Born in Stamford, Lincolnshire, Andrew Lycett lived in East Africa (Tanganyika) until he was eight, and then in Yorkshire, Dublin and Sussex.
He was educated at Charterhouse and Christ Church, Oxford, where he read Modern History and edited Cherwell, the university newspaper.
After graduating, he travelled in and began writing about India. Some of his earliest articles appeared in the Illustrated Weekly of India and the Rising Nepal. He also worked briefly for a development agency in newly independent Bangladesh. In the mid-1970s he returned to Africa and later spent considerable time in the Middle East, working in both areas as a foreign correspondent, mainly for The Times and Sunday Times. Over a period of twenty years he also edited several magazines and other publications dealing primarily with the Arab world. He acted as a consultant to the Economist Intelligence Unit and was a contributing editor of GQ.
As a result of regular visits to Libya, he wrote his first book, 'Qaddafi and the Libyan Revolution' (with his Sunday Times colleague, the late David Blundy). This was published in Britain by Weidenfeld & Nicolson in 1987 and in the United States by Little, Brown in 1988.
Since the mid-1990s, he has concentrated on writing non-fiction books, mainly biographies. His 'Ian Fleming', published in 1995, is the definitive life of James Bond's creator. Reviewing it in the Sunday Telegraph, Selina Hastings, herself a celebrated biographer, wrote, 'This is an exemplary biography, beautifully written, fast-paced and extremely perceptive.'
His 'Rudyard Kipling', published in 1999, drew an equally enthusiastic response. The influential critic Terry Eagleton described it as 'magisterial' and chose it as one of his International Books of the Year in the Times Literary Supplement.
This was followed by ‘Dylan Thomas – A New Life’ in 2003. Martin Booth in the Literary Review found this ‘frankly, stunning … a gripping, unputdownable read’. Jan Morris chose it as her biography of the year in The Times, referring to it as ‘majestically thorough, readable and compassionate’.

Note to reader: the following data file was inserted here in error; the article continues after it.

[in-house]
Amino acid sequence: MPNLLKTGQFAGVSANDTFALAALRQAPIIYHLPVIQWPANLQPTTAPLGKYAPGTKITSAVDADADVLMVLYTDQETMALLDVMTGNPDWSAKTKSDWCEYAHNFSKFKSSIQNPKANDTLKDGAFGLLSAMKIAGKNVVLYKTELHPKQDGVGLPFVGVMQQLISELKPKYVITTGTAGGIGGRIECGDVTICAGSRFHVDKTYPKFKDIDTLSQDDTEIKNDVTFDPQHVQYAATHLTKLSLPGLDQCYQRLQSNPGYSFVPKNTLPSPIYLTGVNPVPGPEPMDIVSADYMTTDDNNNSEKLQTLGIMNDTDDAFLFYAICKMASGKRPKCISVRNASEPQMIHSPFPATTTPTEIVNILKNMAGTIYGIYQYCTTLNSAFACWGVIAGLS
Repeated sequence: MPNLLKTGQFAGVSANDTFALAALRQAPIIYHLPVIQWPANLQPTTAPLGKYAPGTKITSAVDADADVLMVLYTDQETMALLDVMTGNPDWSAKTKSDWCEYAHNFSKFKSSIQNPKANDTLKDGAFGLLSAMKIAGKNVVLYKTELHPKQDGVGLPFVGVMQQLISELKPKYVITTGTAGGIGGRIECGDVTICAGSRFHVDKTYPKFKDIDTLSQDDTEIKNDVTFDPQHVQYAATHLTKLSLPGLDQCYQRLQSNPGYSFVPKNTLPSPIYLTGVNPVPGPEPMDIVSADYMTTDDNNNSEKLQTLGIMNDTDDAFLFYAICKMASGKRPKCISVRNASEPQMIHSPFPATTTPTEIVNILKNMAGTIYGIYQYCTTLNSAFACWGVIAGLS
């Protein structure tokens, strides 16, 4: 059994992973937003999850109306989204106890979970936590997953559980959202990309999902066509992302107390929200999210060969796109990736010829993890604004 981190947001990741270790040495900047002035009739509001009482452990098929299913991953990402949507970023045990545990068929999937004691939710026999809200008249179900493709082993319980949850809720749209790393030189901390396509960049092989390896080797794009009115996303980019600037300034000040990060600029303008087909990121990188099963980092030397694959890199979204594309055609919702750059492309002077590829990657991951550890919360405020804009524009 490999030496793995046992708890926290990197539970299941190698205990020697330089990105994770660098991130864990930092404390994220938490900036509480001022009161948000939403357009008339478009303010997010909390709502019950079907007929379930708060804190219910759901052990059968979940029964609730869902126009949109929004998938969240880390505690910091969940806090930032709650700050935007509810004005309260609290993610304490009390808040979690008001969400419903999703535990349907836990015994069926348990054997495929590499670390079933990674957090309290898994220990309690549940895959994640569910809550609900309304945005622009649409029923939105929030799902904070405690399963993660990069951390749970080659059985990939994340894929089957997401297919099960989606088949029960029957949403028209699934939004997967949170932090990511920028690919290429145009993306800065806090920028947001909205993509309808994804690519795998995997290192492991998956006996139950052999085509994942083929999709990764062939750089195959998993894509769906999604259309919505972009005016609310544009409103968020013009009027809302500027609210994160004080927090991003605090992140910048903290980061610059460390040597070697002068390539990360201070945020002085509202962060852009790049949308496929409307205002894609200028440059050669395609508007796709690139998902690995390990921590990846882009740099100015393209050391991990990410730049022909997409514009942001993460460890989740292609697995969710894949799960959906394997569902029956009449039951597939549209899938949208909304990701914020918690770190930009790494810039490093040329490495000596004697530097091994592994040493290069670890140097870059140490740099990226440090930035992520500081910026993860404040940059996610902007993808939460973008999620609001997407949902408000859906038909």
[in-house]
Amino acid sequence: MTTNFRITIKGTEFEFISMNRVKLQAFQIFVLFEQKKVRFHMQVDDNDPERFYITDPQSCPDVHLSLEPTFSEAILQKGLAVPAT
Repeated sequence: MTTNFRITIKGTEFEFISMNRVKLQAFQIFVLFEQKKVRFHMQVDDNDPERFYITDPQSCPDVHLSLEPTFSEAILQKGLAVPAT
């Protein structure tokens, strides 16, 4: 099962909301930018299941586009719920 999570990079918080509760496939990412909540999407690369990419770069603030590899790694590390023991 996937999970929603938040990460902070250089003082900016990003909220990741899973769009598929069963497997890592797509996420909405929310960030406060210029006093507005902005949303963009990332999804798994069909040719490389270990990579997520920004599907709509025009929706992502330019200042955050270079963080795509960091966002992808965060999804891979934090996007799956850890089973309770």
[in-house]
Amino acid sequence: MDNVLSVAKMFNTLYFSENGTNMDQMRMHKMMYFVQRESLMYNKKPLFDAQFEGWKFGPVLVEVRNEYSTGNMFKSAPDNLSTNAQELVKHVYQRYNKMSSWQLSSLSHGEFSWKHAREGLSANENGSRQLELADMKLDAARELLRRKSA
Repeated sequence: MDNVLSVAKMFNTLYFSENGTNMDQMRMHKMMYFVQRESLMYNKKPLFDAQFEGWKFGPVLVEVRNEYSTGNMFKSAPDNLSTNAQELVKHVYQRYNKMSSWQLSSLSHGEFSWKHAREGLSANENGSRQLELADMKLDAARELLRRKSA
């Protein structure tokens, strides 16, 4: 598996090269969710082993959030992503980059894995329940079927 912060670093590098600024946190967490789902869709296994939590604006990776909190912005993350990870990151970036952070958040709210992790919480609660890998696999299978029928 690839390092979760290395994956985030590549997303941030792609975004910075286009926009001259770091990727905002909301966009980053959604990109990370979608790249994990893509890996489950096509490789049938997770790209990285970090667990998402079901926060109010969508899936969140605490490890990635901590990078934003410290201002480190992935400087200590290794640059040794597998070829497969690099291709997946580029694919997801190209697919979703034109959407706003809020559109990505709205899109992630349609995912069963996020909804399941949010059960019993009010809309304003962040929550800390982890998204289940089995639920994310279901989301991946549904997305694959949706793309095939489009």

‘Conan Doyle – The Man Who Created Sherlock Holmes’ appeared in 2007 and was hailed by John Carey in The Times as ‘(an) excellent biography……Comprehensive and authoritative, it is undoubtedly the best account of Doyle to date, and the best we are likely to get.’ It was Book of the Week in the Guardian where Giles Foden found it ‘(a) splendid biography’. In the United States, where it was published by Free Press, it was one of Booklist’s top ten biographies of 2008. It was a Notable Book of 2008 in the Washington Post.
'Kipling Abroad', an anthology of Rudyard Kipling’s travel writing, was published in 2010. The Sunday Telegraph described it as 'this perfect bedside book'. According to the Times Literary Supplement, '(Kipling) has a startling ability – generously represented in Andrew Lycett’s selection – to bring to life the colour and texture and, if need be, the perfume of wherever he found himself.'
Lycett has edited and contributed to several other books (see subsequent pages). He has also contributed to the new Oxford DIctionary of National Biography. His journalistic output includes feature articles, book reviews and radio broadcasts.
He speaks regularly at literary festivals, in schools and in universities, and at other events where his subject matter includes his books, biography in general, and aspects of current affairs in countries he knows, such as Libya, Egypt, Sudan, Ethiopia, India and elsewhere.
He is a Fellow of the Royal Society of Literature, as well as of the Royal Geographical Society. He arranges events for the Kipling Society as its Meetings Secretary.
He lives in North London. At weekends In the summer he is to be found somewhere in the Home Counties, keeping wicket for the GTs, a travelling team of cricketers.
About Andrew Lycett